Staying hydrated and safe in 37-degree C heat is always a concern, but it’s even more so when you are responsible for the radiant heat of an industrial training fire and the 260 firefighters sweltering nearby in full protective gear.
This was just one of the details that required meticulous planning and crisp execution to ensure the highest safety and learning expectations were met at an annual fire school for personnel from roughly 17 North American ExxonMobil facilities, including refineries and chemical plants.
In June 2015, firefighters from Imperial’s Sarnia Manufacturing Site became the first team from Imperial to lead the event held at the world-renowned Texas A&M fire school in College Station, Texas. Sarnia personnel left a lasting impression on their colleagues from across the continent by reinforcing the Loss Prevention System (LPS) throughout all aspects of the training.
The standardized safety program utilized by ExxonMobil and Imperial includes processes and templates to analyze before, during or after a task, so hazards can be identified and mitigated. Imperial uses LPS across all of its operations, including office settings. Every company employee and contractor is trained in its use.
“We began every fire school class and every field scenario with a safety talk,” said Jim Belrose, fire marshal at Imperial Sarnia. “Safety officers outlined the hazards associated with every task. As one example, they provided a characterization of each scenario’s particular kind of fire. An interior engine room fire is much hotter than an external fire, so we would talk about that before training began and everyone would know what to expect.”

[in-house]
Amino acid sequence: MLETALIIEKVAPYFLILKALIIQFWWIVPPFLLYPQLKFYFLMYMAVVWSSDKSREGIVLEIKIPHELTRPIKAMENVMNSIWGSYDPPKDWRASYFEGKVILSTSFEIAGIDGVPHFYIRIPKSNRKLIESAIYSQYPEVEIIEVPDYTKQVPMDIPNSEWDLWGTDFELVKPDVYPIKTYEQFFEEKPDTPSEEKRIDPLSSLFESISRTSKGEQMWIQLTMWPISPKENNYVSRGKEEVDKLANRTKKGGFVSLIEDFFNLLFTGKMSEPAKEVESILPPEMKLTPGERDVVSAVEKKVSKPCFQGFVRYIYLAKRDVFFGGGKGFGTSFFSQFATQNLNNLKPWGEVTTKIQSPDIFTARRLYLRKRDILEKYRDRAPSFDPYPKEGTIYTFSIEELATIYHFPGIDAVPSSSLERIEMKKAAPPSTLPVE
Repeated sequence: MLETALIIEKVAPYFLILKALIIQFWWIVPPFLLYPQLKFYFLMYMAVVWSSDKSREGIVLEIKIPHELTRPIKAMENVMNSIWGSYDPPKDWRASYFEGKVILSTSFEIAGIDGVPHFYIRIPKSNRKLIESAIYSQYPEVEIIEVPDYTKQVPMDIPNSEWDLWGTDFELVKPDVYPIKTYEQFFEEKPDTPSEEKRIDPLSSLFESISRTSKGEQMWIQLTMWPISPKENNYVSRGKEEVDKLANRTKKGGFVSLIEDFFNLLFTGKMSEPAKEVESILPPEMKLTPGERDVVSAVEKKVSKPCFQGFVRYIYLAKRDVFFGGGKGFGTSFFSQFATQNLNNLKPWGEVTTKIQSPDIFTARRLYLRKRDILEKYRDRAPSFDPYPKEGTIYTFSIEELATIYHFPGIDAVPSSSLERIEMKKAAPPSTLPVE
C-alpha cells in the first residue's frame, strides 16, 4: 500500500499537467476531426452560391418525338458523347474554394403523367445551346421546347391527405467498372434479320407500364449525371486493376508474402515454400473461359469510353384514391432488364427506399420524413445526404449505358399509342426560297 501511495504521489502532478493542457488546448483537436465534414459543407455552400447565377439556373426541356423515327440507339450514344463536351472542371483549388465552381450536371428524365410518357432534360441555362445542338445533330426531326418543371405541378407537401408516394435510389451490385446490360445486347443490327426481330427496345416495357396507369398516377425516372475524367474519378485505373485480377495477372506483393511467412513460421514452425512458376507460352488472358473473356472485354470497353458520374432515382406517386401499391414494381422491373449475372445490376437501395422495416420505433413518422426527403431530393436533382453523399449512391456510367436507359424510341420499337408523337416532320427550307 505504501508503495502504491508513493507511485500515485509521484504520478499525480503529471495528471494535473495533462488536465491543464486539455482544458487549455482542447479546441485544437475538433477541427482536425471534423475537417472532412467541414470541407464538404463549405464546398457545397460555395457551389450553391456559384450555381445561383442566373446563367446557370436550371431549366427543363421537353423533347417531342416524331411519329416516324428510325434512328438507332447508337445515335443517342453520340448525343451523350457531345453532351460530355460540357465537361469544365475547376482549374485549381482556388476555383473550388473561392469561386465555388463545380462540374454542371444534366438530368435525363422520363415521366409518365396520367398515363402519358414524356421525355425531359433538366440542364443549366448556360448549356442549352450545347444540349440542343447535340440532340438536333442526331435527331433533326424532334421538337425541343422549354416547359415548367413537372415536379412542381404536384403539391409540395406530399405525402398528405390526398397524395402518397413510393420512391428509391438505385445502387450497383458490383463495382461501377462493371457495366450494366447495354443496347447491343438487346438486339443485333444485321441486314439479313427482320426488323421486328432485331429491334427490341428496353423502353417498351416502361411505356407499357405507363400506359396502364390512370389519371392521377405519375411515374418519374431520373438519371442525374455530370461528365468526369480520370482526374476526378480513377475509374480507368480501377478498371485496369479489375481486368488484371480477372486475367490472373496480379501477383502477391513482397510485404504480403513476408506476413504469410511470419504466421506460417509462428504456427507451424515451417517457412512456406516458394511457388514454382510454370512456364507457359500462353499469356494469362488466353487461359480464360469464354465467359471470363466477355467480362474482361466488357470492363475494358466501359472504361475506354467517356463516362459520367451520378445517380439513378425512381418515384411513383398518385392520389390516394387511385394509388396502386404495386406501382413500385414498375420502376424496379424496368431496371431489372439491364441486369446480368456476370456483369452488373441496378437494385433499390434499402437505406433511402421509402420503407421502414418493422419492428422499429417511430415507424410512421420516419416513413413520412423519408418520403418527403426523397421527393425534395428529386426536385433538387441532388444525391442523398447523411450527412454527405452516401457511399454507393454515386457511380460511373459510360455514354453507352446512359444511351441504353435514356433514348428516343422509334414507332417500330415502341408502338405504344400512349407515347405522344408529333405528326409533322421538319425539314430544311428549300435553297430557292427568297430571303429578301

Belrose led the Imperial contingent of 18 personnel in the planning, teaching and delivery of the fire school’s rescue and field drills, courses about incident command and hazardous materials, as well as specific sessions for company safety officers and medical personnel.
“From the standpoint of managing all the logistics and supplies for a training school in Texas, it was a significant effort for our site - but we did so successfully and safely, right down to providing the popsicles,” said Belrose.
The fire crew at Imperial’s Sarnia Manufacturing Site is part of the Sarnia region’s mutual aid group known as the Chemical Valley Emergency Co-ordinating Organization (CVECO). Lessons learned in Texas are shared by Imperial with its CVECO partners.
Sarnia Refinery Manager Brian Fairley attended a portion of the Texas A&M training school to observe the Sarnia team as it coached and mentored experts from across the continent.
“Our personnel continually work to improve their skills,” said Fairley. “Through our relationship with ExxonMobil, Imperial in Sarnia has access to world class training and world class firefighters - and we share these resources with the community through CVECO.”